Having failed to take Madrid, and having lost their popular general, the Carlist armies began to weaken. Reinforced with British equipment and manpower, Isabella found in the progressista general Baldomero Espartero a man capable of suppressing the rebellion; in 1836, he won a key victory at the Battle of Luchana that turned the tide of the war. After years of vacillation on the issue of reform, events compelled Maria Cristina to accept a new constitution in 1837 that substantively increased the powers of the Spanish parliament, the cortes. The constitution also established state responsibility for the upkeep of the church, and a resurgence of anti-clerical sentiment, led to the disbandment of some religious orders which considerably reduced the strength of the Church in Spain. The Jesuits – expelled during the Trienio Liberal and readmitted by Ferdinand – were once again expelled by the wartime regency in 1835.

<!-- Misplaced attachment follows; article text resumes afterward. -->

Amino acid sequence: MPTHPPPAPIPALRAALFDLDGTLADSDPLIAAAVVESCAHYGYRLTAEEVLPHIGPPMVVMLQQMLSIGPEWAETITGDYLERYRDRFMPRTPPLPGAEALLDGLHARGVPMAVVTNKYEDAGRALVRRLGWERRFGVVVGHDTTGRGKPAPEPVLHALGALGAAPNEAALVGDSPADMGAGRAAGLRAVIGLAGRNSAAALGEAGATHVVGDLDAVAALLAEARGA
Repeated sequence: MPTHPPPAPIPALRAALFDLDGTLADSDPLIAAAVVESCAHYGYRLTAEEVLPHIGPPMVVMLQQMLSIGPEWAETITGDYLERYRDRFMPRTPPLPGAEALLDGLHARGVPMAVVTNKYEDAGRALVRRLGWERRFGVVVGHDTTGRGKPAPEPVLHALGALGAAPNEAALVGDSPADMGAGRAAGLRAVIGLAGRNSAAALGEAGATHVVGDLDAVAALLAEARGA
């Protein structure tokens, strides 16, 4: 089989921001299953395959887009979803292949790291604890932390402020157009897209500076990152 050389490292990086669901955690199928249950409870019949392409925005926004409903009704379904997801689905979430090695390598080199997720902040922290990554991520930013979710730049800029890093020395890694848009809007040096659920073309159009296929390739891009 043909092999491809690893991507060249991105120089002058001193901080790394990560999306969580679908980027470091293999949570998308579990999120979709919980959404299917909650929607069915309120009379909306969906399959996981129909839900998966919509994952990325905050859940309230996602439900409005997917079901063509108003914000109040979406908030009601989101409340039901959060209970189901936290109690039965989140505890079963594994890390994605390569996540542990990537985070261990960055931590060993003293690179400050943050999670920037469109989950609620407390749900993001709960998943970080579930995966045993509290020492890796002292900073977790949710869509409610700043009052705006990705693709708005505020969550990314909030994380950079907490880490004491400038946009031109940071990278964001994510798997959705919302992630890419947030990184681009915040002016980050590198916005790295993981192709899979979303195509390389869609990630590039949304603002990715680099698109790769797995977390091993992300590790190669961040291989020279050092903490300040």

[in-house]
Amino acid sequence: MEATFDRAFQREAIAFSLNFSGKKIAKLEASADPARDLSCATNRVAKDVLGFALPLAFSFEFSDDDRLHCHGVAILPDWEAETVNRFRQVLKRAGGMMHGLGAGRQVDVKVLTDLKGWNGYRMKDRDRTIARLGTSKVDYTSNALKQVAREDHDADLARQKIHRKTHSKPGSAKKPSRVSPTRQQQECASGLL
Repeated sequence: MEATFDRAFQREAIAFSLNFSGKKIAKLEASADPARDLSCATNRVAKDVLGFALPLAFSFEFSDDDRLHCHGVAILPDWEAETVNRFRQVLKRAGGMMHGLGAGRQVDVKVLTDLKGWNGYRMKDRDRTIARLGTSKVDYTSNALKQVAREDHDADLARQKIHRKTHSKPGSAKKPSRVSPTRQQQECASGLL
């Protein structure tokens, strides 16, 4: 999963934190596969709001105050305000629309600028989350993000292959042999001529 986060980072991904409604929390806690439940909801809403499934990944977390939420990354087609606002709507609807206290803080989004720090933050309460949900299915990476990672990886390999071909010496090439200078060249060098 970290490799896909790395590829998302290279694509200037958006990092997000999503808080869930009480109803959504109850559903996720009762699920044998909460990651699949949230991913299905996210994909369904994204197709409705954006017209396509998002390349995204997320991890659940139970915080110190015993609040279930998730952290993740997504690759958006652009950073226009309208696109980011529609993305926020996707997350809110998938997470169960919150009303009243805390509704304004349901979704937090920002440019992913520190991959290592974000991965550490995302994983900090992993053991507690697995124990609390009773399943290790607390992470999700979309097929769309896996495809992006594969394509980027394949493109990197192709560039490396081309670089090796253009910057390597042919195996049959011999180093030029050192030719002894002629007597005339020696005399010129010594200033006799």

The Spanish government was growing deeper in debt as the Carlist war dragged on, nearly to the point that it became insolvent. In 1836, the president of the government, Juan Álvarez Mendizábal, offered a program of desamortización, the Ecclesiastical Confiscations of Mendizábal, that involved the confiscation and sale of church, mainly monastic, property. Many liberals, who bore anti-clerical sentiments, saw the clergy as having allied with the Carlists, and thus the desamortización was only justice. Mendizábal recognized, also, that immense amounts of Spanish land (much of it given as far back as the reigns of Philip II and Philip IV) were in the hands of the church lying unused – the church was Spain's single largest landholder in Mendizábal's time. The Mendizábal government also passed a law guaranteeing freedom of the press.